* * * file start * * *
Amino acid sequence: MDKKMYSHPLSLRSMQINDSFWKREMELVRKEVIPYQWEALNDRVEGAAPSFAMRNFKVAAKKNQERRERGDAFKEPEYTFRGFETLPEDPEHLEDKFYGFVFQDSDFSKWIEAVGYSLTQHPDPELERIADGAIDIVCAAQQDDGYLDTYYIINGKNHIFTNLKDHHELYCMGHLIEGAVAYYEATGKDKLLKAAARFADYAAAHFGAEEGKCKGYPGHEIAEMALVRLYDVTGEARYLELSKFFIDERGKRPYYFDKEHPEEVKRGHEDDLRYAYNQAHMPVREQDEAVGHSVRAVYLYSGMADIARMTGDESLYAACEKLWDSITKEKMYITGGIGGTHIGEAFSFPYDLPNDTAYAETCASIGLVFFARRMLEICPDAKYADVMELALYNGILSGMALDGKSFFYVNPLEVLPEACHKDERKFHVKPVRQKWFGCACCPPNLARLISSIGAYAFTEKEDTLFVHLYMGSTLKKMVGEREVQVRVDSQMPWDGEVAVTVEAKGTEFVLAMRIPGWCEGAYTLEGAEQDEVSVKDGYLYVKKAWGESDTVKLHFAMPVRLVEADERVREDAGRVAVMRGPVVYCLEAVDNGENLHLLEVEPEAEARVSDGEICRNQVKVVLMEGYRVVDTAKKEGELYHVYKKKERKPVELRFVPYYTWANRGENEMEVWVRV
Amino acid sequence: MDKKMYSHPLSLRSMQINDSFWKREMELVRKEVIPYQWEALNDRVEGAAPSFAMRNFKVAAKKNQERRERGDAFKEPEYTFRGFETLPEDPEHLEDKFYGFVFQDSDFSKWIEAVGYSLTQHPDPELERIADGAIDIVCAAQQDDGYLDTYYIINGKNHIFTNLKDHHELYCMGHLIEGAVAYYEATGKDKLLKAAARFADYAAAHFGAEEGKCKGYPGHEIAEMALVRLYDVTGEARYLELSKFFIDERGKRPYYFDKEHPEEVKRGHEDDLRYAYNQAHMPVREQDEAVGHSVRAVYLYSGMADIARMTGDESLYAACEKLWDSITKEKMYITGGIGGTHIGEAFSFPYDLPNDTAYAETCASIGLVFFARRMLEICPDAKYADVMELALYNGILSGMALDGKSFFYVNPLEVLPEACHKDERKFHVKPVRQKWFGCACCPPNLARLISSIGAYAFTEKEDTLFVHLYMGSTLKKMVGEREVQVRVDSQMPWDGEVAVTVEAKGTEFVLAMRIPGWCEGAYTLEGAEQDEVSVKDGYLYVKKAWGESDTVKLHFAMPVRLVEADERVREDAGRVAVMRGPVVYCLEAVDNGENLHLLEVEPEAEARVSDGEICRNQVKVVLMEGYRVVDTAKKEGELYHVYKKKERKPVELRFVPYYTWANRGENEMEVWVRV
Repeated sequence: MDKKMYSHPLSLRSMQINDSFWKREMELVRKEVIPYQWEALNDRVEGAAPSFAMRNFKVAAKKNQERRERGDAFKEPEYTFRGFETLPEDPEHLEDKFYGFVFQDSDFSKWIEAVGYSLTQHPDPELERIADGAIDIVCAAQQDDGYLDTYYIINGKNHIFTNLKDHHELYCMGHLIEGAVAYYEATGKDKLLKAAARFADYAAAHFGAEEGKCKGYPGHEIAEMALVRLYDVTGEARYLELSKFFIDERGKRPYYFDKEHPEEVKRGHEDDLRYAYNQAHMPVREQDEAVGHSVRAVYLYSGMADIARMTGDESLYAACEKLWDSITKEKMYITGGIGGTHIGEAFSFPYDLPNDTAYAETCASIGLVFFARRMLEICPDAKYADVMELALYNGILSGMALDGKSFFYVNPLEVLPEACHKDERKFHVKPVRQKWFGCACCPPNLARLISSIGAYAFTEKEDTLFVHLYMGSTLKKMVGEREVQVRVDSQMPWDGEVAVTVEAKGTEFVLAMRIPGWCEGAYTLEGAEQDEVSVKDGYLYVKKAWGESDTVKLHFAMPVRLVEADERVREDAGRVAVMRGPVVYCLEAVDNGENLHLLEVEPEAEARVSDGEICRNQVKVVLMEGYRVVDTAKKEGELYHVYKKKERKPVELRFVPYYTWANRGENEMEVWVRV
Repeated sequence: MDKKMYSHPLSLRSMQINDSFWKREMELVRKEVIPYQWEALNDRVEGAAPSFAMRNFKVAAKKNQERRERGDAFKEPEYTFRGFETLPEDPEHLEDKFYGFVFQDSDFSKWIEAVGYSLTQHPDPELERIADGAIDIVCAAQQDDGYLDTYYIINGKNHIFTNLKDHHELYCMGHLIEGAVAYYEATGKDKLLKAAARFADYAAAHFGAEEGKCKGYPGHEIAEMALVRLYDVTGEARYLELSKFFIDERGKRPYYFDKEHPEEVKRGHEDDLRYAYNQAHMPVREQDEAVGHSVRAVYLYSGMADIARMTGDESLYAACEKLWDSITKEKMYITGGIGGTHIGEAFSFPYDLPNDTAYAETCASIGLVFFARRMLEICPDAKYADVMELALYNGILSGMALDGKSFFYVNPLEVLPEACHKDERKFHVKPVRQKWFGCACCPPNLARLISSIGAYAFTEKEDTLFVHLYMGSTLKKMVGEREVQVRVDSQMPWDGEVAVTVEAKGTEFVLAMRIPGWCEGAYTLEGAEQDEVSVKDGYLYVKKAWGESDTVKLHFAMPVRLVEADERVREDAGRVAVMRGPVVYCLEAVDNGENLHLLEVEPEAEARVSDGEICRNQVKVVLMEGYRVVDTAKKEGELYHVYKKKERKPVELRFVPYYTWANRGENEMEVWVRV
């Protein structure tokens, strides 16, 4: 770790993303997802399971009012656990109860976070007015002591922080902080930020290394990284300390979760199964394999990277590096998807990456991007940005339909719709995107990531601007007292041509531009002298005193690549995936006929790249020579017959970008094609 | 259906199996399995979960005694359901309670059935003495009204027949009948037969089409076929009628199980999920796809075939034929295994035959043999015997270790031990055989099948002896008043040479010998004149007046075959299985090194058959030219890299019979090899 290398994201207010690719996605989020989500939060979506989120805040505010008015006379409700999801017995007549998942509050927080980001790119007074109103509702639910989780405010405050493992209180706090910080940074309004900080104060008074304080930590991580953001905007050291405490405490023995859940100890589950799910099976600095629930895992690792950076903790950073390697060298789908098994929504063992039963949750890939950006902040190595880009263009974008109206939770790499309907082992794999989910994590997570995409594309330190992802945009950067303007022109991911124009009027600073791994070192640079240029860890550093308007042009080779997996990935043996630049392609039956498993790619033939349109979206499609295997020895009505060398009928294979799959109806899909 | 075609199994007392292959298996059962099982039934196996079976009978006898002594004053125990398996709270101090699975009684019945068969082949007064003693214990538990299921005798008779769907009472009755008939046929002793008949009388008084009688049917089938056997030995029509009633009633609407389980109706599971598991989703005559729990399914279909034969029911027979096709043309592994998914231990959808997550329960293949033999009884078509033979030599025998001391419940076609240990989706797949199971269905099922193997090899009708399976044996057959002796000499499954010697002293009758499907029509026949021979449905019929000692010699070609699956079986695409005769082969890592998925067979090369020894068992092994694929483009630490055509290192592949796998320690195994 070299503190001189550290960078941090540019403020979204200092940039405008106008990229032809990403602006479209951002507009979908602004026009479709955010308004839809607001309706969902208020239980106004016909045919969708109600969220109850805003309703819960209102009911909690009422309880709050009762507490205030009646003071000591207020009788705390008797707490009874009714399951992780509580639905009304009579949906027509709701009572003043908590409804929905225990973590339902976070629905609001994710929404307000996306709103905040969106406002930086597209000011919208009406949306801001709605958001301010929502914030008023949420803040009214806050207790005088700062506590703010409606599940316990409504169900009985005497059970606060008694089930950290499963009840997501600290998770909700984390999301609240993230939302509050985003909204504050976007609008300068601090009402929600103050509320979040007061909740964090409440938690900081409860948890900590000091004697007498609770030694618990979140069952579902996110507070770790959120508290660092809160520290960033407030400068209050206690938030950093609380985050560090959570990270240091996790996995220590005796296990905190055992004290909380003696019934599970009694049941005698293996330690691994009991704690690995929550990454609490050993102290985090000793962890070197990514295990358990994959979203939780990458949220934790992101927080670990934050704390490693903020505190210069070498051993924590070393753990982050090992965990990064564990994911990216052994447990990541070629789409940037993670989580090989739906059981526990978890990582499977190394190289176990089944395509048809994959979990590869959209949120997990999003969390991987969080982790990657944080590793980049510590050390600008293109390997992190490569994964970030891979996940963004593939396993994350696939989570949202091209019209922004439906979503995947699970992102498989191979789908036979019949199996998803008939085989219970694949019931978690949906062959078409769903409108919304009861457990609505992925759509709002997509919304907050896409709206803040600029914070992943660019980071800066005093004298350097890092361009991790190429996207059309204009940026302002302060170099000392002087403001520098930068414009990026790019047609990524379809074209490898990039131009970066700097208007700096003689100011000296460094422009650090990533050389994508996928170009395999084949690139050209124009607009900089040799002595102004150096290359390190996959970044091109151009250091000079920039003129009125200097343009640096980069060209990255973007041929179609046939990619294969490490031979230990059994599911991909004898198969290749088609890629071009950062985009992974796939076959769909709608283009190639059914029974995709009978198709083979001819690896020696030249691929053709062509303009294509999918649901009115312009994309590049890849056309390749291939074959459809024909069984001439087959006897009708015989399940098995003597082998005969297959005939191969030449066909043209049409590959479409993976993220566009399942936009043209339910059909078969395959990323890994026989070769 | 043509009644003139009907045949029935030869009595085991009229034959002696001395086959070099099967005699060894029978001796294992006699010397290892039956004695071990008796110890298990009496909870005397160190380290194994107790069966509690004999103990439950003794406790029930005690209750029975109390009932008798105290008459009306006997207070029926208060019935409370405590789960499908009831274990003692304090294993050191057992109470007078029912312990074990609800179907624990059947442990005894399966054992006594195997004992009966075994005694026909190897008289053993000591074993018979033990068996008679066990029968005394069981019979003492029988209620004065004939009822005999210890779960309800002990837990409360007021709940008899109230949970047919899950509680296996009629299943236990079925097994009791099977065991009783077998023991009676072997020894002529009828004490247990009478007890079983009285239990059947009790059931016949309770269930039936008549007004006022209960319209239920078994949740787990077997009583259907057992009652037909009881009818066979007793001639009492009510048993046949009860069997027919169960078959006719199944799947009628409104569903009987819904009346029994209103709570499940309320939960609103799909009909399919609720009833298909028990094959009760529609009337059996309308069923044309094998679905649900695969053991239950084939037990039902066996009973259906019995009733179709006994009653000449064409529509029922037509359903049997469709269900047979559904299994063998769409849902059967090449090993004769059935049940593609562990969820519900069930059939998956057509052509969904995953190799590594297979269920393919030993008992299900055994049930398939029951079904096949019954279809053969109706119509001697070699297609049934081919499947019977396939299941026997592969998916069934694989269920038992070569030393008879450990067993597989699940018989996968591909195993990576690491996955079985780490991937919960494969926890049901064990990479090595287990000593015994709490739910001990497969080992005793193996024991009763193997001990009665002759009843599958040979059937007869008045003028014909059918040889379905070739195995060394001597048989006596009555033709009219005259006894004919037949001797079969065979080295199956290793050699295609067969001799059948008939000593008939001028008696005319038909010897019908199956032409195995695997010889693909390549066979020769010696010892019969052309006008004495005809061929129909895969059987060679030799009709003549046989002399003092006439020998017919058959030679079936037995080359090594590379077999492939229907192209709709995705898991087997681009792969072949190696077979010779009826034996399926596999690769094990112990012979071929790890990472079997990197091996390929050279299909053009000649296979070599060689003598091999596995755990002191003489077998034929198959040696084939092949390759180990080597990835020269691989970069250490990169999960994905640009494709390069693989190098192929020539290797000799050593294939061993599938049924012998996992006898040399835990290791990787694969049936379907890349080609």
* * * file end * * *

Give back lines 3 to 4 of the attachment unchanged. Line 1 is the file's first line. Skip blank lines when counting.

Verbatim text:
Repeated sequence: MDKKMYSHPLSLRSMQINDSFWKREMELVRKEVIPYQWEALNDRVEGAAPSFAMRNFKVAAKKNQERRERGDAFKEPEYTFRGFETLPEDPEHLEDKFYGFVFQDSDFSKWIEAVGYSLTQHPDPELERIADGAIDIVCAAQQDDGYLDTYYIINGKNHIFTNLKDHHELYCMGHLIEGAVAYYEATGKDKLLKAAARFADYAAAHFGAEEGKCKGYPGHEIAEMALVRLYDVTGEARYLELSKFFIDERGKRPYYFDKEHPEEVKRGHEDDLRYAYNQAHMPVREQDEAVGHSVRAVYLYSGMADIARMTGDESLYAACEKLWDSITKEKMYITGGIGGTHIGEAFSFPYDLPNDTAYAETCASIGLVFFARRMLEICPDAKYADVMELALYNGILSGMALDGKSFFYVNPLEVLPEACHKDERKFHVKPVRQKWFGCACCPPNLARLISSIGAYAFTEKEDTLFVHLYMGSTLKKMVGEREVQVRVDSQMPWDGEVAVTVEAKGTEFVLAMRIPGWCEGAYTLEGAEQDEVSVKDGYLYVKKAWGESDTVKLHFAMPVRLVEADERVREDAGRVAVMRGPVVYCLEAVDNGENLHLLEVEPEAEARVSDGEICRNQVKVVLMEGYRVVDTAKKEGELYHVYKKKERKPVELRFVPYYTWANRGENEMEVWVRV
Repeated sequence: MDKKMYSHPLSLRSMQINDSFWKREMELVRKEVIPYQWEALNDRVEGAAPSFAMRNFKVAAKKNQERRERGDAFKEPEYTFRGFETLPEDPEHLEDKFYGFVFQDSDFSKWIEAVGYSLTQHPDPELERIADGAIDIVCAAQQDDGYLDTYYIINGKNHIFTNLKDHHELYCMGHLIEGAVAYYEATGKDKLLKAAARFADYAAAHFGAEEGKCKGYPGHEIAEMALVRLYDVTGEARYLELSKFFIDERGKRPYYFDKEHPEEVKRGHEDDLRYAYNQAHMPVREQDEAVGHSVRAVYLYSGMADIARMTGDESLYAACEKLWDSITKEKMYITGGIGGTHIGEAFSFPYDLPNDTAYAETCASIGLVFFARRMLEICPDAKYADVMELALYNGILSGMALDGKSFFYVNPLEVLPEACHKDERKFHVKPVRQKWFGCACCPPNLARLISSIGAYAFTEKEDTLFVHLYMGSTLKKMVGEREVQVRVDSQMPWDGEVAVTVEAKGTEFVLAMRIPGWCEGAYTLEGAEQDEVSVKDGYLYVKKAWGESDTVKLHFAMPVRLVEADERVREDAGRVAVMRGPVVYCLEAVDNGENLHLLEVEPEAEARVSDGEICRNQVKVVLMEGYRVVDTAKKEGELYHVYKKKERKPVELRFVPYYTWANRGENEMEVWVRV